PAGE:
In this time of high energy prices and low temperatures, the heat pump is more popular than ever. The high efficiency gas boiler is surpassed in efficiency by the heat pump. ‘Efficiency’ is replaced by another word to express its superior performance: COP, or Coefficient of Performance. For a heat pump a COP of 1 means an efficiency of 100% . In practice, a heat pump can often achieve a COP of 4 or 5, although the performance drops if conditions are less favourable. A heat pump struggles when the source temperature is very low or the discharge temperature high.
Impressive as the heat pump’s performance may seem, it did not satisfy Fluid Mechanics Ltd engineer Michael Crowley. He has invented a new type of heat pump, the Near Isothermal Stirling Heat Pump (link). This invention, of which prototypes have been tested, achieves 60% of the theoretical maximum performance against current technology’s 40%. If this can be maintained for the production devices, it would reduce the energy consumption of a domestic heat pump by a third.
Is it possible to improve so drastically the performance in a mature technology sector? Conventional heat pumps use vapour compression technology which has been around for refrigerators and air conditioners for many years, after all.
At Reden, we like to see numbers to substantiate claims. Often, these are missing (see earlier columns in this series), but in this case, they are provided, which is very reassuring. Now we like to understand them.
 Efficiency here means the useful energy delivered divided by the (non-free) energy put in. The heat pump also gets heat from a heat source, but this is free, so it does not count as input energy. A better definition of efficiency, for any heating device, would be to compare the performance to the theoretical maximum. This will always be lower than 100%.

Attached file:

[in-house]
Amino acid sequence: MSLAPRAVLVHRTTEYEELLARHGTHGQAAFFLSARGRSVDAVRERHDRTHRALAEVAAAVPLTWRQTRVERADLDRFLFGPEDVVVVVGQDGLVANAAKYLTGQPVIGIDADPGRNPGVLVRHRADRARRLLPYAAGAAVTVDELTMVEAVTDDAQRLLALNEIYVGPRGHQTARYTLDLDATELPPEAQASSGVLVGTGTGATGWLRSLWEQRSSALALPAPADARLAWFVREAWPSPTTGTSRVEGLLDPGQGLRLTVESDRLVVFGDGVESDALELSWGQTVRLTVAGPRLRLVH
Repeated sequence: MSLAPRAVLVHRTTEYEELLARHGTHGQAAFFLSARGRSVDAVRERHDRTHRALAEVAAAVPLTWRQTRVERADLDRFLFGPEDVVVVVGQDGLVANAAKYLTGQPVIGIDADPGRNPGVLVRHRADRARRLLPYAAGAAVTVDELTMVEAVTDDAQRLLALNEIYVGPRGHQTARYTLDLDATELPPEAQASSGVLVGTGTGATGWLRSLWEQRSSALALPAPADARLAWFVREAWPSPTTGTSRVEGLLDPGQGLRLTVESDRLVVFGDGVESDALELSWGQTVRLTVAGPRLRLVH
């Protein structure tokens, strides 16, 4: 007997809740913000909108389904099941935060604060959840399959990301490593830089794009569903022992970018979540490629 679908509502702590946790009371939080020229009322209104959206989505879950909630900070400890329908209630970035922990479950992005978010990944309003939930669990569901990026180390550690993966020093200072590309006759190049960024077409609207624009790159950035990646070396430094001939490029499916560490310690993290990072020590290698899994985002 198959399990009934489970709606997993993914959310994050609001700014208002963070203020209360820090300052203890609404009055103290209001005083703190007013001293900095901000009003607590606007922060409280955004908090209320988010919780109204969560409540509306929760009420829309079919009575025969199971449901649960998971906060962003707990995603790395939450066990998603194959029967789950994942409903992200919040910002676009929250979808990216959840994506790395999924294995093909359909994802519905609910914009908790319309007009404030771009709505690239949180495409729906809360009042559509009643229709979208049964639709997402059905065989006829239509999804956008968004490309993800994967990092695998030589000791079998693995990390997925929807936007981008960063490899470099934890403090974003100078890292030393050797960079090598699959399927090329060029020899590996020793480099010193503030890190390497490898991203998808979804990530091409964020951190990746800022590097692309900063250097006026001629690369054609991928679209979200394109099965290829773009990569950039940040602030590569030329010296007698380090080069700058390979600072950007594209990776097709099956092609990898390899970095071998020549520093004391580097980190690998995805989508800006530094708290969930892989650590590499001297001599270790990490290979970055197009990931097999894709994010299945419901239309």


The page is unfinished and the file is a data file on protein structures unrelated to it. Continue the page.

Understanding Heat Pumps
Heat pumps are magic machines with their miraculous performance, until you understand what they do. To explain this, we use a water analogy. In this analogy, water corresponds to heat, water height corresponds to temperature, water flow to heat transfer and water leaks to imperfect insulation.
A heated house in a cold environment looks like this:
If there is no heating, the water level (temperature) in the house will eventually be equal to that outside. Now, to top up the water level (temperature), there are two methods:
- The gas fired heater tops up from a high level (the gas flames are very hot).
- The heat pump pumps water from the level available outside to the level in the house . It is becoming clear why this may cost less energy; the high level from which the water is poured in case of the heater is a waste of energy.
So, the reason that a heat pump is so efficient is that 1) it takes heat available at a low level for free, and 2) it does not raise this heat higher than necessary.
 For simplicity, we consider here an air source heat pump, so the outside temperature is the relevant level
Heat Pump Efficiency and the Stirling Engine
The Stirling engine is an old invention which has never really caught on despite the fact that it has many excellent qualities. One of these is the fact that it can achieve, in theory, the Carnot efficiency, which states how much useful work can be harvested from a heat difference. Another quality is that it can be used in reverse, for instance as a heat pump. This can be illustrated in the water analogy.